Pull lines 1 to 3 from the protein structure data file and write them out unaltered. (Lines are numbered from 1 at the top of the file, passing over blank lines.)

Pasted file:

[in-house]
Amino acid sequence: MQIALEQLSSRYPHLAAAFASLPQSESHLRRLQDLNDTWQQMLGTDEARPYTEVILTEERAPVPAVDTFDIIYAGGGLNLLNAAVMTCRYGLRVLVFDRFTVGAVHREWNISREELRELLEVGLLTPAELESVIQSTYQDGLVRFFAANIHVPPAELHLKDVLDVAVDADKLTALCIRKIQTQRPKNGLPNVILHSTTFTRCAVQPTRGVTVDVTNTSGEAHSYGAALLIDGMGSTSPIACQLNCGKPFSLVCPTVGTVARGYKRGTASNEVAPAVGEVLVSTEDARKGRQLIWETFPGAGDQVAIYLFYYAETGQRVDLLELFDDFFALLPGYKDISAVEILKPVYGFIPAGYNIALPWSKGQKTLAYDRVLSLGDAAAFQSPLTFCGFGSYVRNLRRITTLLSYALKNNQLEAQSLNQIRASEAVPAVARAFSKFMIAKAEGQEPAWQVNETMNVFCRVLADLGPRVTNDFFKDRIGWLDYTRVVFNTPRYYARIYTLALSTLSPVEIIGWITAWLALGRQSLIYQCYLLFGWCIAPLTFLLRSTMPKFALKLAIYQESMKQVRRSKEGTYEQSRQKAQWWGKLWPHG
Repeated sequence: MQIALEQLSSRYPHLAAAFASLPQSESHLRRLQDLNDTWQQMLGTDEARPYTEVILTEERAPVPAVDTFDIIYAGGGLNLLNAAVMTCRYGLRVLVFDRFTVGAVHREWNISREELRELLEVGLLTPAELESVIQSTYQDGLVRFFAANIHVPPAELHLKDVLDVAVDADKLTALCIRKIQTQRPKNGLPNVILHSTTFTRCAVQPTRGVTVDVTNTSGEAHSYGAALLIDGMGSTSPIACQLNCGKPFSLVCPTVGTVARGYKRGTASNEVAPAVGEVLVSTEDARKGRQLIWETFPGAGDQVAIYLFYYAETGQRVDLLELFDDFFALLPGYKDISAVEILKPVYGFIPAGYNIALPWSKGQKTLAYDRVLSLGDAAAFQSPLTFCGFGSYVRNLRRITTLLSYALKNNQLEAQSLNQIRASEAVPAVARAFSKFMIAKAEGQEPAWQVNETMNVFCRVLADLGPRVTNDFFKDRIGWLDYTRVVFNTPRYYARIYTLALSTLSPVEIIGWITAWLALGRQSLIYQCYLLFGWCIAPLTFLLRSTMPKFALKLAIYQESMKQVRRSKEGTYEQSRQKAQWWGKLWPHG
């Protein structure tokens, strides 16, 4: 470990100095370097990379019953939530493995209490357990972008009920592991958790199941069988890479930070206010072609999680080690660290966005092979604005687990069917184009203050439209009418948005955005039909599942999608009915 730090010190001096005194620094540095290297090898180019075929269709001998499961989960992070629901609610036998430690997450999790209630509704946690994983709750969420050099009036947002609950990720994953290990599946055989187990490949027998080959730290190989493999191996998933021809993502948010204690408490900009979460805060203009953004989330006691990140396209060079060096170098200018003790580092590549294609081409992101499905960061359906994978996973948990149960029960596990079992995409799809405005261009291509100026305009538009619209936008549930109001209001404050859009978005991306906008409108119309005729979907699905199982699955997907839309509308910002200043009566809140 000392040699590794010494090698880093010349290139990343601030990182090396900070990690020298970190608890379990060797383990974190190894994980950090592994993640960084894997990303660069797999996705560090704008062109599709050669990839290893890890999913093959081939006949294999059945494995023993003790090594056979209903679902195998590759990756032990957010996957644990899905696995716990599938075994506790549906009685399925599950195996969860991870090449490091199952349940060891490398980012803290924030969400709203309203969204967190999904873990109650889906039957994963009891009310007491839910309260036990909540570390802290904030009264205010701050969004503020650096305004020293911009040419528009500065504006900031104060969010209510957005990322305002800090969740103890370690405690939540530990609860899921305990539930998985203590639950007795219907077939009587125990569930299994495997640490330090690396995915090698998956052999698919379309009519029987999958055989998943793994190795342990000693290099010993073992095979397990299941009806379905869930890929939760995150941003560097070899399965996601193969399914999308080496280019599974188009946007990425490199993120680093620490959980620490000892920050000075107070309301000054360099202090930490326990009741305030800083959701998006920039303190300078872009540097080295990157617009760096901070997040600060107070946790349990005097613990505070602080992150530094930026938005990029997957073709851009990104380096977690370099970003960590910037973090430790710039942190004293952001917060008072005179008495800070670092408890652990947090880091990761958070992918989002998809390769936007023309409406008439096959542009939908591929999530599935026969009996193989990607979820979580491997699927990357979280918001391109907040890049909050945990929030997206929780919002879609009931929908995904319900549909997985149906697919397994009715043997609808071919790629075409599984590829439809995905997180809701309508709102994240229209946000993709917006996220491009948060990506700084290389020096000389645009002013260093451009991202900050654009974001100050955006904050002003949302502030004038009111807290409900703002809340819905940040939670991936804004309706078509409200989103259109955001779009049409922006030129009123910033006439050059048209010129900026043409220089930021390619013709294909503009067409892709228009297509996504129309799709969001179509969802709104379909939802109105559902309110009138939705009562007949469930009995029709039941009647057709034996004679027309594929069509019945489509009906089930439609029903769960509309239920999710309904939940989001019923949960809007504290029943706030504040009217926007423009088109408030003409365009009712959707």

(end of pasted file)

[in-house]
Amino acid sequence: MQIALEQLSSRYPHLAAAFASLPQSESHLRRLQDLNDTWQQMLGTDEARPYTEVILTEERAPVPAVDTFDIIYAGGGLNLLNAAVMTCRYGLRVLVFDRFTVGAVHREWNISREELRELLEVGLLTPAELESVIQSTYQDGLVRFFAANIHVPPAELHLKDVLDVAVDADKLTALCIRKIQTQRPKNGLPNVILHSTTFTRCAVQPTRGVTVDVTNTSGEAHSYGAALLIDGMGSTSPIACQLNCGKPFSLVCPTVGTVARGYKRGTASNEVAPAVGEVLVSTEDARKGRQLIWETFPGAGDQVAIYLFYYAETGQRVDLLELFDDFFALLPGYKDISAVEILKPVYGFIPAGYNIALPWSKGQKTLAYDRVLSLGDAAAFQSPLTFCGFGSYVRNLRRITTLLSYALKNNQLEAQSLNQIRASEAVPAVARAFSKFMIAKAEGQEPAWQVNETMNVFCRVLADLGPRVTNDFFKDRIGWLDYTRVVFNTPRYYARIYTLALSTLSPVEIIGWITAWLALGRQSLIYQCYLLFGWCIAPLTFLLRSTMPKFALKLAIYQESMKQVRRSKEGTYEQSRQKAQWWGKLWPHG
Repeated sequence: MQIALEQLSSRYPHLAAAFASLPQSESHLRRLQDLNDTWQQMLGTDEARPYTEVILTEERAPVPAVDTFDIIYAGGGLNLLNAAVMTCRYGLRVLVFDRFTVGAVHREWNISREELRELLEVGLLTPAELESVIQSTYQDGLVRFFAANIHVPPAELHLKDVLDVAVDADKLTALCIRKIQTQRPKNGLPNVILHSTTFTRCAVQPTRGVTVDVTNTSGEAHSYGAALLIDGMGSTSPIACQLNCGKPFSLVCPTVGTVARGYKRGTASNEVAPAVGEVLVSTEDARKGRQLIWETFPGAGDQVAIYLFYYAETGQRVDLLELFDDFFALLPGYKDISAVEILKPVYGFIPAGYNIALPWSKGQKTLAYDRVLSLGDAAAFQSPLTFCGFGSYVRNLRRITTLLSYALKNNQLEAQSLNQIRASEAVPAVARAFSKFMIAKAEGQEPAWQVNETMNVFCRVLADLGPRVTNDFFKDRIGWLDYTRVVFNTPRYYARIYTLALSTLSPVEIIGWITAWLALGRQSLIYQCYLLFGWCIAPLTFLLRSTMPKFALKLAIYQESMKQVRRSKEGTYEQSRQKAQWWGKLWPHG